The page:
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"Butchering The Beatles: A Headbashing Tribute" (CD)

 - "Butchering The Beatles: A Headbashing Tribute" CD cover image

"Butchering The Beatles: A Headbashing Tribute" track listing:

1. Hey Bulldog - Alice Cooper, vox; Steve Vai, guitars; Duff McKagen (Velvet Revolver/Guns N Roses), bass; Mikkey Dee (Motorhead), drums

2. Back In The USSR - Lemmy Kilmister (Motorhead), vox/bass; John5 (Marilyn Manson/Rob Zombie), guitars; Eric Singer (Kiss/Alice Cooper), drums

3. Lucy In The Sky With Diamonds - Geoff Tate (Queensryche), vox; Michael Wilton (Queensryche), guitar; Craig Goldy (Dio), guitar; Rudy Sarzo (Dio), bass; Simon Wright (Dio), drums; Scott Warren (Dio), keys

4. Tomorrow Never Knows - Billy Idol, vox; Steve Stevens (Billy Idol), guitars; Blasko (Ozzy Osbourne), bass; Brian Tichy (Billy Idol), drums

5. Magical Mystery Tour - Jeff Scott Soto (Yngwie Malmsteen/Soul Sirkus), vox; Yngwie Malmsteen (Rising Force/Alcatrazz), lead guitar; Bob Kulick (Meat Loaf/Paul Stanley Band), rhythm guitar; Jeff Pilson (Dokken/Foreigner), bass; Frankie Banali (Wasp/Quiet Riot), drums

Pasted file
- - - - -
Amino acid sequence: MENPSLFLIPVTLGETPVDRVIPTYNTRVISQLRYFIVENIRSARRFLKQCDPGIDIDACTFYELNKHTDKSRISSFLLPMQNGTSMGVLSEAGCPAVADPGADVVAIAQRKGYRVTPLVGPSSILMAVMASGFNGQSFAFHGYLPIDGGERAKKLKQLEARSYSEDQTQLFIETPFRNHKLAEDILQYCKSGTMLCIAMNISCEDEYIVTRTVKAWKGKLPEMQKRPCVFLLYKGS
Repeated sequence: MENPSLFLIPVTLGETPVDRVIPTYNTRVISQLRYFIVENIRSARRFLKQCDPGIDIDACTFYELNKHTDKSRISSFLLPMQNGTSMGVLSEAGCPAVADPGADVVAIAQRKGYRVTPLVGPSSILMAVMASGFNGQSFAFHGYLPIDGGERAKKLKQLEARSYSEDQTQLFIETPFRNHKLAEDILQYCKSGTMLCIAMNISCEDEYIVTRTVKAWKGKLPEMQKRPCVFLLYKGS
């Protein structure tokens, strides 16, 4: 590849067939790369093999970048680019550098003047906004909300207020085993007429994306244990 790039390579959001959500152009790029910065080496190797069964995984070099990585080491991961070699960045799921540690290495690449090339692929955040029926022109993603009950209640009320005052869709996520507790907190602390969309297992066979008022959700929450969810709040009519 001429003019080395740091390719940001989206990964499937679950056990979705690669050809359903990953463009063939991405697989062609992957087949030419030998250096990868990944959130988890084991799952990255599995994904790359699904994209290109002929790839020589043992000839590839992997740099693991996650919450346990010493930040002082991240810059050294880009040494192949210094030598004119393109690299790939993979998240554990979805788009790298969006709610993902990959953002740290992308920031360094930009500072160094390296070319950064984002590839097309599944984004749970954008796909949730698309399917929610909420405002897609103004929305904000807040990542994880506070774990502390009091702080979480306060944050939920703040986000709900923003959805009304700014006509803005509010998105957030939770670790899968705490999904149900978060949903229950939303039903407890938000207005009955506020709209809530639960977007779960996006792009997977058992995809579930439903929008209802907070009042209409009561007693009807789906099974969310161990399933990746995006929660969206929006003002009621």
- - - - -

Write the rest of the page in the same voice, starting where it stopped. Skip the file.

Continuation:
6. Revolution - Billy Gibbons (ZZ Top), vox/guitar; Vivian Campbell (Def Leppard), guitar; Mike Porcaro (Toto), bass; Gregg Bisonnette (David Lee Roth/Ringo Starr Band), drums; Joseph Fazzio (Superjoint Ritual), drums

7. Day Tripper - Jack Blades (Night Ranger/Damn Yankees), vox; Tommy Shaw (Styx/Damn Yankees), vox; Doug Aldrich (Whitesnake/Dio), guitars; Marco Mendoza (Whitesnake/Thin Lizzy), bass; Virgil Donati (Steve Vai/Soul Sirkus/Planet X), drums